TECH DIVERSITY

Transgender in tech: 5 things tech companies should know about hiring and working with trans people. 

Posted October 11th, 2016

For National Coming Out Day, tech incubator Capital Factory hosted a panel discussion Tuesday afternoon called "Transgender in Tech." The idea was to talk about transgender issues in the workplace, dissecting everything from gender-neutral bathrooms to proper pronouns.

Panelists included Heather Brunner, the CEO of WP Engine, Seth List, the Director of Sales for Student Loan Genius, and Amie Freetly, a software developer at Moovel

It was moderated by Eugene Sepulveda, the CEO of the Entrepreneurs Foundation. 

The 512tech team live-tweeted the entire event and we've collected some of the top takeaways below:

Hiring trans men or women will help your business

Brunner, who said having a diverse workforce is a top priority for her company, stressed that it is important to create an "accepting environment" where people feel comfortable working without negative distractions. 

And she said it's important not just because it's the right thing to do, but it also gives them a leg up in recruiting because they will be able to hire the trans men and women who don't feel comfortable working at less-welcoming companies. "Allowing all people to be themselves is good for business," Brunner said. 

Bathrooms are a big deal - here's why

List urged employers to install gender-neutral bathrooms whenever possible. 

He and Freetly explained that it not only helps prevent potentially dangerous or embarrassing situations, but it also is better for people who don't identify as either gender. 

"It's also important for folks transitioning early on," Freetly explained, saying she used to have her wife go with her when she used the bathroom in public places to assure people that it was OK for her to be there. 

List said he sometimes has a friend accompany him to the bathroom at a bar that doesn't have stall doors in their bathrooms so that he wouldn't be exposed as trans. In Texas, he said, that could get your "(butt) kicked."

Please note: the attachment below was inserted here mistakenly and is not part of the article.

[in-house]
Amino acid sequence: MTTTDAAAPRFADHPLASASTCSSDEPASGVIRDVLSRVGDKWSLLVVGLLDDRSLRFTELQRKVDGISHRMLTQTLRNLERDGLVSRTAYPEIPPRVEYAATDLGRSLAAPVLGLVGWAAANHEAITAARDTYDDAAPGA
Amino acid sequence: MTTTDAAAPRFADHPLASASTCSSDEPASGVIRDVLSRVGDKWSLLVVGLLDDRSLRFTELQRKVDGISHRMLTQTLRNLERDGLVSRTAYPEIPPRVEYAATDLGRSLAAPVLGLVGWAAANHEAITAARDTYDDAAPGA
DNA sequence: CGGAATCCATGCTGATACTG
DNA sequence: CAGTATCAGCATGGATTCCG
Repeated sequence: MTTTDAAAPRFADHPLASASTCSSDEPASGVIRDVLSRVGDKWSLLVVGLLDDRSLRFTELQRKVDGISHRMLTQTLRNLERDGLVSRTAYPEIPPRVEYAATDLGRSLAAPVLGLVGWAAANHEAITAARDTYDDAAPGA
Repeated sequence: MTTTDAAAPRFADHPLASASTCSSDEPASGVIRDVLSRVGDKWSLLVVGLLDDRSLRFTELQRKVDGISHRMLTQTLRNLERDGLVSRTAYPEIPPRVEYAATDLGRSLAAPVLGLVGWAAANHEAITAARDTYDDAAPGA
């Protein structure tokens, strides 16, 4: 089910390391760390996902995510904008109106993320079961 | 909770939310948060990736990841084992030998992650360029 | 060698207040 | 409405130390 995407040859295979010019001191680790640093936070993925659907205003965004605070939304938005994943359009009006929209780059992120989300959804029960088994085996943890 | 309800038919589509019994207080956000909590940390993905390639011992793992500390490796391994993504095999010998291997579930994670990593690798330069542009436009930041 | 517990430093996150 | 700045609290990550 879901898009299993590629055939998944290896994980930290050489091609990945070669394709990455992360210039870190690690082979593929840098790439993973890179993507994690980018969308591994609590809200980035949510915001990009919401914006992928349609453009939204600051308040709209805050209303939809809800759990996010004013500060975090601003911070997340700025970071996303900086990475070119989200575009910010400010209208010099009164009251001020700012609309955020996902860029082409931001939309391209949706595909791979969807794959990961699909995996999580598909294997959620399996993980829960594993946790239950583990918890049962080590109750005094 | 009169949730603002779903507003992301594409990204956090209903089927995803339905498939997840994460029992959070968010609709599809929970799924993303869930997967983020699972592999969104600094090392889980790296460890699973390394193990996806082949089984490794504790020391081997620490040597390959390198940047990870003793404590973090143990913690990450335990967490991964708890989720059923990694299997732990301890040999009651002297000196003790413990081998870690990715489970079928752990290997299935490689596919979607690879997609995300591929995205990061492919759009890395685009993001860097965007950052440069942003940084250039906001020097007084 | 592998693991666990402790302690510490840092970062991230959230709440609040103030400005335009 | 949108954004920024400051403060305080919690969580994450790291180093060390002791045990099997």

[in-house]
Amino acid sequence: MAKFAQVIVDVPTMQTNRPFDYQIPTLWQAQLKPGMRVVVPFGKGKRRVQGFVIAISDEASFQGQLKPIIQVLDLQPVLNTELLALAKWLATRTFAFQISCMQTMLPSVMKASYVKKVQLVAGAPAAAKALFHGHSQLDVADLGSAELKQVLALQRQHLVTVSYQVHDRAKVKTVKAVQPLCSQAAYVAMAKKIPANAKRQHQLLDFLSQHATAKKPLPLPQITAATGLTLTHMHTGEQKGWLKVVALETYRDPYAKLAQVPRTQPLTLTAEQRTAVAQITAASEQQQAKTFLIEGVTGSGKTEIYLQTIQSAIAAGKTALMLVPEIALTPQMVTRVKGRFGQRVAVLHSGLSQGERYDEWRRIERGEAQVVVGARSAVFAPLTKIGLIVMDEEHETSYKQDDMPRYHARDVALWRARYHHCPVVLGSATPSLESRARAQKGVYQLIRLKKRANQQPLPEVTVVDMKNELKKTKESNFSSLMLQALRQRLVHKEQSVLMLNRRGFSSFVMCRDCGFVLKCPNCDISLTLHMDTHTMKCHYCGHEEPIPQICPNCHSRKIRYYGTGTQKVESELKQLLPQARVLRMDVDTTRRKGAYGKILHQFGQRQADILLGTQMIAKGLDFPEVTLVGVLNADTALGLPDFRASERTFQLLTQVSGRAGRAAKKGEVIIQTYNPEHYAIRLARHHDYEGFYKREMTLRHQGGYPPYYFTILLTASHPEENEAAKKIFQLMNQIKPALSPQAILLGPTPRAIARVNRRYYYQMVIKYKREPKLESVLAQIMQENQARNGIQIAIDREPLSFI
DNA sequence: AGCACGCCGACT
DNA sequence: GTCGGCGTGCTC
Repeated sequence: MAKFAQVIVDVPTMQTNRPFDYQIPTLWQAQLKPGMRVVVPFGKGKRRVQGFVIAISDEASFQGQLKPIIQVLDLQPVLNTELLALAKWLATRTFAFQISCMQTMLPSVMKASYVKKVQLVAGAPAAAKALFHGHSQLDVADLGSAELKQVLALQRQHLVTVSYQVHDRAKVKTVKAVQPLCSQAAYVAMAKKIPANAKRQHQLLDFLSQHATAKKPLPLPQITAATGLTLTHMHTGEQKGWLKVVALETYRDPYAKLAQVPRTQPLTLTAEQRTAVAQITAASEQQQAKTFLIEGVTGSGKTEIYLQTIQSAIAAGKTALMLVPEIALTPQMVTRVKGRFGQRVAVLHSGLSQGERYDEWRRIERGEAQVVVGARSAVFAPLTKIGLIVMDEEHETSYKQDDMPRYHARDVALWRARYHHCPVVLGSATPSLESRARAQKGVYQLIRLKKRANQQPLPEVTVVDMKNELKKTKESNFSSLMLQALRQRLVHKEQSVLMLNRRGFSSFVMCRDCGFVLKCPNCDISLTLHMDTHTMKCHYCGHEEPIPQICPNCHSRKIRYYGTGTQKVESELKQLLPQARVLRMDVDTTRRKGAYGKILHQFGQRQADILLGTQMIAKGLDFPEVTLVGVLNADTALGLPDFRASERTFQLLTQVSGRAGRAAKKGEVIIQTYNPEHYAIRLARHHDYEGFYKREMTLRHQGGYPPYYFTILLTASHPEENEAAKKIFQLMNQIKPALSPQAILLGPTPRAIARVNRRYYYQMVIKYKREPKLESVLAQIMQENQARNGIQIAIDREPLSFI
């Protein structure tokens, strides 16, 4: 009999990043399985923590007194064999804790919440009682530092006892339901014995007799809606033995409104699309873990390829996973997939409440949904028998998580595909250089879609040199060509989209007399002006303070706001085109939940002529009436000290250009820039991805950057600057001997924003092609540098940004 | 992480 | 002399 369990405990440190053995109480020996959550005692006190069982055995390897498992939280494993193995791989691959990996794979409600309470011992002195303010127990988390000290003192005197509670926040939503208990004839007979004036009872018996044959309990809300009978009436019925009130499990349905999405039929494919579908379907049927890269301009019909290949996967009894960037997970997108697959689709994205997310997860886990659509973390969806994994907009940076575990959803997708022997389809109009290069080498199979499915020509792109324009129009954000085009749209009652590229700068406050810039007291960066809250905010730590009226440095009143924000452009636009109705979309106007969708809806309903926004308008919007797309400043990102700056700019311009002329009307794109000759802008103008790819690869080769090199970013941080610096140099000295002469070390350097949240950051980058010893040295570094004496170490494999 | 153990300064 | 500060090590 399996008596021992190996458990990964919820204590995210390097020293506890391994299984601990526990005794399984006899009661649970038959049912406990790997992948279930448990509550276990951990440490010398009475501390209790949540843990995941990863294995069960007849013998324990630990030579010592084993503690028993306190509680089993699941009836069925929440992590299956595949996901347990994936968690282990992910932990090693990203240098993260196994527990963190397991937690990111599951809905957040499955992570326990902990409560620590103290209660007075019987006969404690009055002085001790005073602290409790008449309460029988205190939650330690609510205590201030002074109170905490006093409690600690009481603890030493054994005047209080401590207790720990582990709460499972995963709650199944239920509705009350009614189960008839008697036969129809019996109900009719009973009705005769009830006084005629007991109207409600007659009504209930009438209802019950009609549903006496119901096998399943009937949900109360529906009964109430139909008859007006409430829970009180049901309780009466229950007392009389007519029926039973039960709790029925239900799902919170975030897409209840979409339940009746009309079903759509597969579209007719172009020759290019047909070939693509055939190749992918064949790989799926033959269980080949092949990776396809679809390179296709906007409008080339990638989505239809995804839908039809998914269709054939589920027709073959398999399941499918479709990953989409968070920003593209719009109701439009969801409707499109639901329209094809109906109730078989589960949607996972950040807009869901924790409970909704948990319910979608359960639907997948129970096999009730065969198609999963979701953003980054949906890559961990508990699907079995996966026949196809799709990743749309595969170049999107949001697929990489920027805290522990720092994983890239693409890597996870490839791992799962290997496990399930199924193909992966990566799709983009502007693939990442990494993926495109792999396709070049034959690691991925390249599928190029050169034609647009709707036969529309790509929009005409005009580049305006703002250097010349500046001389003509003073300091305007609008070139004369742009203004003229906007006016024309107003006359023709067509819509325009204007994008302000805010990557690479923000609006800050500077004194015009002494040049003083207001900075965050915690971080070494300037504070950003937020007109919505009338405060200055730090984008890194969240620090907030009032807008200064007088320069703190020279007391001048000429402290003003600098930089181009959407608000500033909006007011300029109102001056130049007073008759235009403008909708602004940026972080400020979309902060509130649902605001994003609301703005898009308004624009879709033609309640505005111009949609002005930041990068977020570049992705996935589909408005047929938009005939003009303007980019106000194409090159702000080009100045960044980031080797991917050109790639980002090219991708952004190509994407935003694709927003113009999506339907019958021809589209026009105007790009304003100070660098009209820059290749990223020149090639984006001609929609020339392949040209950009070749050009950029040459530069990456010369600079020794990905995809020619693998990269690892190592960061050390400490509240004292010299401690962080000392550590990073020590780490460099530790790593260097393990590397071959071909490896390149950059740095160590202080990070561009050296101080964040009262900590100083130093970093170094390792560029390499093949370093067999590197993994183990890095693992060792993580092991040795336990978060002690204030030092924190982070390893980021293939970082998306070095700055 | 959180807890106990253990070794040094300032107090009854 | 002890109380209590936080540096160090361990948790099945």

Adopt transgender-friendly policies

Some companies have taken the step to formally adopt "gender identity" as part of their diversity policies. But List and Freetly also urged simple changes -- such as on the application form, ask not only what someone's legal name is, but also how they prefer to be addressed.

It might also be a good idea to tell applicants what your policies and resources are regarding transgendered workers, they said. 

Employers should be mindful of including in their health insurance policies coverage for medical care for trans men and women, the panelists said, otherwise the hormones and other medical procedures have to be paid for out-of-pocket. 

Sepulveda said his insurance broker said it doesn't cost extra to add this coverage to an employer's health insurance policy.

Confused about someone's gender identity? Just ask

Sometimes you honestly can't tell what someone's gender is, or which gender they identify with. Freetly said the right thing to do is just ask. "It's a really simple thing to say 'How should I refer to you?'" Freetly said. 

She said some companies interviewing her called her by the wrong pronoun or Freetly could tell they were uncomfortable in her presence. But at Moovel she said they simply asked her directly, and "it was a welcoming atmosphere after that."

Proper pronouns are important.

Every time someone calls her the wrong pronoun, Freetly said it "chips away at my mental health a little bit." It's really important to refer to someone by the gender they identify with, she said.  

List said it's natural to slip up from time to time - even his own mother does. He will usually correct someone right away. Freetly suggested that if you're the person who realizes that you are using the wrong pronoun, quickly acknowledge, correct it and move on. 

For employers it's important to establish an environment where the wrong pronoun is immediately corrected, an audience member suggested, so as not to establish a situation where that employee feels discriminated against, which could bring a host of legal problems. 

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